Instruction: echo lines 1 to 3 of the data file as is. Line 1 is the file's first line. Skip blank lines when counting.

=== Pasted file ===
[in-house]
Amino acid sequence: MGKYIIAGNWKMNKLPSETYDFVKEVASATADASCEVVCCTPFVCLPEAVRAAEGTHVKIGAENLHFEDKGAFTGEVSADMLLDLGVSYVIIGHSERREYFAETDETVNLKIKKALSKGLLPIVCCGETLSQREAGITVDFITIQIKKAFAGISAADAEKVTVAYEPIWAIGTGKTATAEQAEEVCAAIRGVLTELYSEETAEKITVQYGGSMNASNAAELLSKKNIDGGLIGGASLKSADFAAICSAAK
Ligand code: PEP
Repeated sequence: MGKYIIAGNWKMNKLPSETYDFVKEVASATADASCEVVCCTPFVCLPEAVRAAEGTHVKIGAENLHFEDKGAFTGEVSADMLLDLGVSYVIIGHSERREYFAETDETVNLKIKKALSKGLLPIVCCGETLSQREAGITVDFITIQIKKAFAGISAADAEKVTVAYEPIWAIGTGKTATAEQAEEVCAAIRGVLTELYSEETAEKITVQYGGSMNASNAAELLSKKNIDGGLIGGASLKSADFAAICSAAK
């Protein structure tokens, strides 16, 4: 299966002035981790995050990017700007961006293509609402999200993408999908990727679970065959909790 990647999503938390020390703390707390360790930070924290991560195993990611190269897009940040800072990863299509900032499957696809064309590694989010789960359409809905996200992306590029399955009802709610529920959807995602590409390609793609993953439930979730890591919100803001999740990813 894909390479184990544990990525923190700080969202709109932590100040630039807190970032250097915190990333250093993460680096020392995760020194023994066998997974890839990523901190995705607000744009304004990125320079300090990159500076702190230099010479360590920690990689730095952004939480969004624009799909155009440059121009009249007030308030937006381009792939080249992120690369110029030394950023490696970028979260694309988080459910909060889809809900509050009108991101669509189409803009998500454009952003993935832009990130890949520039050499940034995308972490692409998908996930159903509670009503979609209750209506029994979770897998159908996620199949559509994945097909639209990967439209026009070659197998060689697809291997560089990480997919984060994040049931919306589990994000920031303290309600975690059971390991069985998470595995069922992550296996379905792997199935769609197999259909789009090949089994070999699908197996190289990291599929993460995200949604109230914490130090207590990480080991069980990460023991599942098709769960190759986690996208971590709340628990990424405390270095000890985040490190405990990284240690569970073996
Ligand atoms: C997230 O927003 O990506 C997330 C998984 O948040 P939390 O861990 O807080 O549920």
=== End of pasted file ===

[in-house]
Amino acid sequence: MGKYIIAGNWKMNKLPSETYDFVKEVASATADASCEVVCCTPFVCLPEAVRAAEGTHVKIGAENLHFEDKGAFTGEVSADMLLDLGVSYVIIGHSERREYFAETDETVNLKIKKALSKGLLPIVCCGETLSQREAGITVDFITIQIKKAFAGISAADAEKVTVAYEPIWAIGTGKTATAEQAEEVCAAIRGVLTELYSEETAEKITVQYGGSMNASNAAELLSKKNIDGGLIGGASLKSADFAAICSAAK
Ligand code: PEP